After scuba diving for the first time in 1994, Andrew Dawson realized he had found his true passion, and has been pursuing underwater photography ever since.  He has traveled extensively to various diving hot-spots around the world, including Fiji, British Columbia, the Caribbean and Bahamas, Cocos Island, the Galapagos, Mexico, and California.

Andrew’s personal journey is fueled by his desire to educate people about marine life and issues related to our oceans.  He recognizes that at a time when marine ecosystems are under enormous threa, the worst damage being done is unseen by most of humankind.  The ability to open people’s eyes to the hidden beauty and power of the ocean is underwater photography’s greatest promise.

The primary camera system Andrew used for most of these images was a Nikon F4 in an Aquatica housing, along with Ikelite strobes.  His favorite lenses are the Nikkor 18mm/3.5 for wide-angle, and the 105mm/2.8 Macro for close-up work.  He says, “I haven’t been in a big hurry to make the switch to digital, since I had serious misgivings about the quality of the early systems.  Since DSLR’s have certainly matured into something usable now, I’m sure I’ll take the plunge in the near future, although it will mean basically building a whole new system from scratch.  And part of me will always miss the look of film…”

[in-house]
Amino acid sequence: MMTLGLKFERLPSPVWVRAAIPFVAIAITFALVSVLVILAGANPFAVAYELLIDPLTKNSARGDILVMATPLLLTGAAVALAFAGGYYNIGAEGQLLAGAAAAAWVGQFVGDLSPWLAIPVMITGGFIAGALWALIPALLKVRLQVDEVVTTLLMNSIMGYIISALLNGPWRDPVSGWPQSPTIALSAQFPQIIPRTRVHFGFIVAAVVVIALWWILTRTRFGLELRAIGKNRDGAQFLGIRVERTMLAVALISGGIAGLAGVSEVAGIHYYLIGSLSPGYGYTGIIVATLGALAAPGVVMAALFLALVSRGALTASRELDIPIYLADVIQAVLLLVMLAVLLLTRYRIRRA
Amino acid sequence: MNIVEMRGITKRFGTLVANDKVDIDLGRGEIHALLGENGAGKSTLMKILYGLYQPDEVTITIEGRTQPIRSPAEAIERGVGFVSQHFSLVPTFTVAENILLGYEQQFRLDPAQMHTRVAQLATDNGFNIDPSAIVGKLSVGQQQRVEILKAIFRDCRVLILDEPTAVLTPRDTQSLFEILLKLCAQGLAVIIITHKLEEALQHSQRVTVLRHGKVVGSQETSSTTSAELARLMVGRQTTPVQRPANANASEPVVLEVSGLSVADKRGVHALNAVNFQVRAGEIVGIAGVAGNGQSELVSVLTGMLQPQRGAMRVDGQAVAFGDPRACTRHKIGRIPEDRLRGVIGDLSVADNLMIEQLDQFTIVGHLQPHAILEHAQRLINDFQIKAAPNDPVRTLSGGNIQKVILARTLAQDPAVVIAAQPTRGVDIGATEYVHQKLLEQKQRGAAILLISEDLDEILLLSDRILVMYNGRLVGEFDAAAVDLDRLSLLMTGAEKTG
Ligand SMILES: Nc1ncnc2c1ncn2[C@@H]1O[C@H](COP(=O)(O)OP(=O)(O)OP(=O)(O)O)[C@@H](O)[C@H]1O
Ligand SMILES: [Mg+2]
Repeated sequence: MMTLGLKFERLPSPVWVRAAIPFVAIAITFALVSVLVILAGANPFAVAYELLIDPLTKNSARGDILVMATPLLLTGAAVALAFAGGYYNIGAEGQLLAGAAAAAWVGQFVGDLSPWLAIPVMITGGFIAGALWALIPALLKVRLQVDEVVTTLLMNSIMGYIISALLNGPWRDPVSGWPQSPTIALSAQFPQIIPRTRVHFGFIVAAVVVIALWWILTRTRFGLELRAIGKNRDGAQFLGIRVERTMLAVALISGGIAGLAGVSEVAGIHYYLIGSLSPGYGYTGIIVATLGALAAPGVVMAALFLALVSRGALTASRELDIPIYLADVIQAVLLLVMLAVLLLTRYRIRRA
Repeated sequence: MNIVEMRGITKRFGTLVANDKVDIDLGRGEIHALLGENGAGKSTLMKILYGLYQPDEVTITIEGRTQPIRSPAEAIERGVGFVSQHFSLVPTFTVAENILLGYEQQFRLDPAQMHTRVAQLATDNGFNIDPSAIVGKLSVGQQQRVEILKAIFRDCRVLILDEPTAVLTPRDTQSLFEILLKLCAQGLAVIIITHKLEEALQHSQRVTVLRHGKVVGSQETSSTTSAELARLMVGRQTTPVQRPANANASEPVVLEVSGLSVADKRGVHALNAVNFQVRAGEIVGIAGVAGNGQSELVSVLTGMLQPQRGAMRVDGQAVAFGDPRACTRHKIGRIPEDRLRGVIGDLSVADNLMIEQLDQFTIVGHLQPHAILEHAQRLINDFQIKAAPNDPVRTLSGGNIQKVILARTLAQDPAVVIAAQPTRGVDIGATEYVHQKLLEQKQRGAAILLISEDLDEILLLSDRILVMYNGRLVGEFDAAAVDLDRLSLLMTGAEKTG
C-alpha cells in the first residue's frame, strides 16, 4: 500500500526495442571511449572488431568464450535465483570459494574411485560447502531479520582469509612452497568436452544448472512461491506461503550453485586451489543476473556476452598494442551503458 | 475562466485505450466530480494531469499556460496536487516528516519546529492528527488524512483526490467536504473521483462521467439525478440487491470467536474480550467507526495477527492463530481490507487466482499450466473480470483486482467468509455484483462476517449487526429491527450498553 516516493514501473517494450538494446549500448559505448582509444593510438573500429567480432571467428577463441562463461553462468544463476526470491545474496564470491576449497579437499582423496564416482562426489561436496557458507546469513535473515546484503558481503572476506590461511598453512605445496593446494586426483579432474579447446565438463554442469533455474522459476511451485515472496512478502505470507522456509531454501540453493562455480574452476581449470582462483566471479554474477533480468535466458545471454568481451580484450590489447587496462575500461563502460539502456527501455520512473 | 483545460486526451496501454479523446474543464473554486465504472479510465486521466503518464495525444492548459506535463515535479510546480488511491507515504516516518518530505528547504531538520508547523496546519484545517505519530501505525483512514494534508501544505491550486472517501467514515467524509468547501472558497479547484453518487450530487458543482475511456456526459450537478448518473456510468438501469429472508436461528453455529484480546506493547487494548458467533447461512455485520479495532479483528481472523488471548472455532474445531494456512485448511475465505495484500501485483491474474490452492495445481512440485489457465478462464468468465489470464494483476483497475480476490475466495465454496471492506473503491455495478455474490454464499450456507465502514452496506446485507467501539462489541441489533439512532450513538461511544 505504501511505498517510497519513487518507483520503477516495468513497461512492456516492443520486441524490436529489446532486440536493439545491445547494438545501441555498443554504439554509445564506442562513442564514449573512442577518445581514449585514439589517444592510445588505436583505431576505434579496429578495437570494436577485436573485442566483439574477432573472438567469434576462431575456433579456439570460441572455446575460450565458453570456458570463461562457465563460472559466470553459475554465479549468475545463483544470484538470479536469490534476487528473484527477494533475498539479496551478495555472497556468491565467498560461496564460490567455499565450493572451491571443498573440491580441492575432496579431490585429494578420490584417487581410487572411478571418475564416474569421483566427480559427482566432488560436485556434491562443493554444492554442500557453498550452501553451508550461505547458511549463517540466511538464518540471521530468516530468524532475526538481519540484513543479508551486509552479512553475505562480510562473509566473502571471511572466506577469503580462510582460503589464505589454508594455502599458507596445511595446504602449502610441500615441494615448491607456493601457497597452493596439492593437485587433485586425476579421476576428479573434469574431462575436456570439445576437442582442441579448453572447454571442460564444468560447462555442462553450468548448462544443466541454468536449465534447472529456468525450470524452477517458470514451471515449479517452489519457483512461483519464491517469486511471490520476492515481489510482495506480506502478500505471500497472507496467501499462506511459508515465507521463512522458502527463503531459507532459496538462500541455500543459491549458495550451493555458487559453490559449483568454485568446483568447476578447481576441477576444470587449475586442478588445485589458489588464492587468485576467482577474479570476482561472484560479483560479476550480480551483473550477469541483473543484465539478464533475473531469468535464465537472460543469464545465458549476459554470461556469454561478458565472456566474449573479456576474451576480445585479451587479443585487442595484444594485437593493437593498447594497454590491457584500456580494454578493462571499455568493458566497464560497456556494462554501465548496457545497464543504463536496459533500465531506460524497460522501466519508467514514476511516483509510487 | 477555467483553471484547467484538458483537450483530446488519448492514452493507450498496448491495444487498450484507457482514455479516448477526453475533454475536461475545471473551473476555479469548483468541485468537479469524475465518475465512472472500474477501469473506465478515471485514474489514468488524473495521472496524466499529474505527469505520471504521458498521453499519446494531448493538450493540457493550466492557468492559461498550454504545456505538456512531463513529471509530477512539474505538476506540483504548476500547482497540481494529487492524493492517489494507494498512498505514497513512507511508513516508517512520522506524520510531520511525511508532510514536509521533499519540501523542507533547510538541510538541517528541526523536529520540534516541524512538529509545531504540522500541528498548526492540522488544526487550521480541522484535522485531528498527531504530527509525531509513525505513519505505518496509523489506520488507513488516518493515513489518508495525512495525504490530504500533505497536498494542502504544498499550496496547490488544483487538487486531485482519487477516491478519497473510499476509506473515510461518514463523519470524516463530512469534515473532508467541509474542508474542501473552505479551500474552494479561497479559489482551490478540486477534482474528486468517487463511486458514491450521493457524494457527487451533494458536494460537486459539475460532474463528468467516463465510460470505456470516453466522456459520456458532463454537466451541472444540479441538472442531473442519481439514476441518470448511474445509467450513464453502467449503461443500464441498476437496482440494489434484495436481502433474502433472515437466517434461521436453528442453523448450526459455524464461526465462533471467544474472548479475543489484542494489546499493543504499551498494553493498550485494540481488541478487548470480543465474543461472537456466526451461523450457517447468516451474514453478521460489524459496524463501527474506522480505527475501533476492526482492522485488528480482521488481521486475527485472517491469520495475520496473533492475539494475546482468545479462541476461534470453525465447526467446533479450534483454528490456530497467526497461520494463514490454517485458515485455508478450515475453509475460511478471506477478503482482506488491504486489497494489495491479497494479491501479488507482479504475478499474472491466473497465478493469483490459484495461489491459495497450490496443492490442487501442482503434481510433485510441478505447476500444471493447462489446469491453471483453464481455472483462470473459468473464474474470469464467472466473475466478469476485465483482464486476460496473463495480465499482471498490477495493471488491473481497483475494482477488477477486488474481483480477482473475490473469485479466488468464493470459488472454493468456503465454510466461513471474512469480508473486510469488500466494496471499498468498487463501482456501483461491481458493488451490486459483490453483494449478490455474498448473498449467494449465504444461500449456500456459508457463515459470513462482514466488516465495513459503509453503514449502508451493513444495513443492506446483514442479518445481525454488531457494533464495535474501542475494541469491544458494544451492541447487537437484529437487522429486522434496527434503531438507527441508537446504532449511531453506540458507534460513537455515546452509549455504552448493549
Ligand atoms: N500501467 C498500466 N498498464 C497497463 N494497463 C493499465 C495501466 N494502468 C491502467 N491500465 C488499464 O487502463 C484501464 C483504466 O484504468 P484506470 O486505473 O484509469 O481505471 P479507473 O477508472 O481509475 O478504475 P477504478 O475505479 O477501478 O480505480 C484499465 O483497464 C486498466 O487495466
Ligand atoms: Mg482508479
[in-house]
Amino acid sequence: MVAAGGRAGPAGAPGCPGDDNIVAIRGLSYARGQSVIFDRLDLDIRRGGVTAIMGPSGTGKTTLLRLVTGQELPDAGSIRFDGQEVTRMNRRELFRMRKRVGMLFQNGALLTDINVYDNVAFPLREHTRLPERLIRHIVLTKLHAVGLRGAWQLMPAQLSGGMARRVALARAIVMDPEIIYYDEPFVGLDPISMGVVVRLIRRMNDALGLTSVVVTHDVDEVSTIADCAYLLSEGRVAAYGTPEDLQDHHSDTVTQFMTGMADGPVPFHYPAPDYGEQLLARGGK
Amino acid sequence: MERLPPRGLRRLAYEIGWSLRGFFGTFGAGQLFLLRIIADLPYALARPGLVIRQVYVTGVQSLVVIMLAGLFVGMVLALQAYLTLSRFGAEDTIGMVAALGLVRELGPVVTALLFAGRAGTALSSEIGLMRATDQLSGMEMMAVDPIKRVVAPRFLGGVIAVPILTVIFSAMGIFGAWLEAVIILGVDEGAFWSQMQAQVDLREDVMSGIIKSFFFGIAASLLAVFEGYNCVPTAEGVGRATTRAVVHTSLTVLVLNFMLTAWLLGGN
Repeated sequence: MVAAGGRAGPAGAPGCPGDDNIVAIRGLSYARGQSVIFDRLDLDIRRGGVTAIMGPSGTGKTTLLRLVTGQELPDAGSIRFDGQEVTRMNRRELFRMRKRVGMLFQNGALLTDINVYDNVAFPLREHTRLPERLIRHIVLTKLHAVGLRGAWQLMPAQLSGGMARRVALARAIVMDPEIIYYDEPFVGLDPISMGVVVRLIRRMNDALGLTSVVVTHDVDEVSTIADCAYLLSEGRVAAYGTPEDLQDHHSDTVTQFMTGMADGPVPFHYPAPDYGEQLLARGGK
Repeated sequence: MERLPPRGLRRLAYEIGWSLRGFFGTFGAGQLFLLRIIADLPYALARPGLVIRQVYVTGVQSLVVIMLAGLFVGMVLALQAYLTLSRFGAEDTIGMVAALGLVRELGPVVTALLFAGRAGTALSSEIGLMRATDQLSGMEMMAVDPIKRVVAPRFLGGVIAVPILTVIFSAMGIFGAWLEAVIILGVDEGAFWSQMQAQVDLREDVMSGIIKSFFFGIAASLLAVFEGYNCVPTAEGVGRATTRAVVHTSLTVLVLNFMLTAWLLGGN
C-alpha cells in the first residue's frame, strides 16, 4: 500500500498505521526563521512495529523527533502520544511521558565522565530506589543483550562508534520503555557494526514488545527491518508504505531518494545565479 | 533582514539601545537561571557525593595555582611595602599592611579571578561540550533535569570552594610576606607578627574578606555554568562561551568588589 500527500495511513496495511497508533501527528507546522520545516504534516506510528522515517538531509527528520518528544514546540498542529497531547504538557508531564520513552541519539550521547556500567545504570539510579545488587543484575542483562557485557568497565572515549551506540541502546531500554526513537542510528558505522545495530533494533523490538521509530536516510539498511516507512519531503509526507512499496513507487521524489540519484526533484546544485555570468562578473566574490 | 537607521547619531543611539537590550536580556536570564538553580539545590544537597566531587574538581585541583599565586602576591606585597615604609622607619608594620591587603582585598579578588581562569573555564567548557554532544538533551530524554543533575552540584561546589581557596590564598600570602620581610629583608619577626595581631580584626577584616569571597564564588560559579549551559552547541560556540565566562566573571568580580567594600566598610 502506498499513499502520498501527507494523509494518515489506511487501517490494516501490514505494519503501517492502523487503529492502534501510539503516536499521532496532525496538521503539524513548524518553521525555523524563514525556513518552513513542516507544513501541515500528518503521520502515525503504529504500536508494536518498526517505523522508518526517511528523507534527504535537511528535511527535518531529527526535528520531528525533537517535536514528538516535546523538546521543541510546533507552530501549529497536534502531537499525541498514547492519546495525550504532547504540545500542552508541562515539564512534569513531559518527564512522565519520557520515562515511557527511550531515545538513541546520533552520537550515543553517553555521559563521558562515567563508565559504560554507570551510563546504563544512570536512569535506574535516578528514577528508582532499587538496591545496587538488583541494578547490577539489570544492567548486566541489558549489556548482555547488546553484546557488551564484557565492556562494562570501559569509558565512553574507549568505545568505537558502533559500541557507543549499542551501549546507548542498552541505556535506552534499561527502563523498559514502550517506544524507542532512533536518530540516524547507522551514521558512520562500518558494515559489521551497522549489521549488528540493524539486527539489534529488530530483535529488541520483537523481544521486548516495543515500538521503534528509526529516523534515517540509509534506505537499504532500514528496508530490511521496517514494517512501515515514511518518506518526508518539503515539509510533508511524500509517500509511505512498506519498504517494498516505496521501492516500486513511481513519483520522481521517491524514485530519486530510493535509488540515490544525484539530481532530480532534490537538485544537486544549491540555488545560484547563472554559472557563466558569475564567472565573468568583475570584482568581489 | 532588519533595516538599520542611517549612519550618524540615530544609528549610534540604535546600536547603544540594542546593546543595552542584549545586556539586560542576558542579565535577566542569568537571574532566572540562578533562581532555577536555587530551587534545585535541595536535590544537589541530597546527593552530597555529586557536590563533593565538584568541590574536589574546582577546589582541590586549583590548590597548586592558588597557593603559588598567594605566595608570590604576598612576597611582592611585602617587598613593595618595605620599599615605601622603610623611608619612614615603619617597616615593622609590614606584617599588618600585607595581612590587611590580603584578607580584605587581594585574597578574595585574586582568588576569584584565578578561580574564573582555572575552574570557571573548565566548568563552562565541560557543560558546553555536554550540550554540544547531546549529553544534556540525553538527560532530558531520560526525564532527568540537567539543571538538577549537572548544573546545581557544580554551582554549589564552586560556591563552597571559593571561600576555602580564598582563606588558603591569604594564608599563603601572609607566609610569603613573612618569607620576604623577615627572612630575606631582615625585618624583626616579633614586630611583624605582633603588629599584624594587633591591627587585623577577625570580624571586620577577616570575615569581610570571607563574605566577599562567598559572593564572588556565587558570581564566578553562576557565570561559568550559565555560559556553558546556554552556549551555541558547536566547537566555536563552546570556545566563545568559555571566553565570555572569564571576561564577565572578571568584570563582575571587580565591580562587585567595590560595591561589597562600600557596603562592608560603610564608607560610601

Andrew’s images have been featured in various scuba magazines, calendars, and websites, and are represented by SuperStock Inc.  He lives in Los Angeles, California, where he makes his living doing voice-overs and sound design for the entertainment industry.

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Jillian Morris – Jul 07

Jillian grew up on a lake in Maine and her love for water started at an early age. Snorkeling with manatees at the age of 9 solidified her desire to work with marine animals. An internship with Mote Marine Lab’s Center for Shark Research sparked her continuing exploration & research of sharks around the world.

After graduating from the University of New England with a degree in behavioral biology, she took a job as divemaster/naturalist & crew on a research vessel based in Key West. Onboard Jillian worked with National Geographic, Mote Marine Lab, Wes Pratt & Jeff Carrier, Sylvia Earl, NOAA, National Marine Sanctuaries, Dr. Samuel Gruber and REEF. It was during this time that Jillian was first introduced to underwater photography and video.

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Tony Liddicoat

Tony Liddicoat has been diving for over 44 years, and has recently published a book of his career entitled “Five Bells” Job Done.  One of the book’s typists commented, “I don’t know how you’re still alive.”

Tony pursued commercial, military, and recreational diving and his diving career has taken him all over the world. In 1981 he was named British “Diver of the Year”. The pictures below cover his time diving as a wreck excavator in Kenya, his military assignments in Germany and the Falkland Islands, as an Army diving instructor in Belize, and his commercial and recreational diving throughout Europe.

Visit his website at

You can read about his new book by clicking here.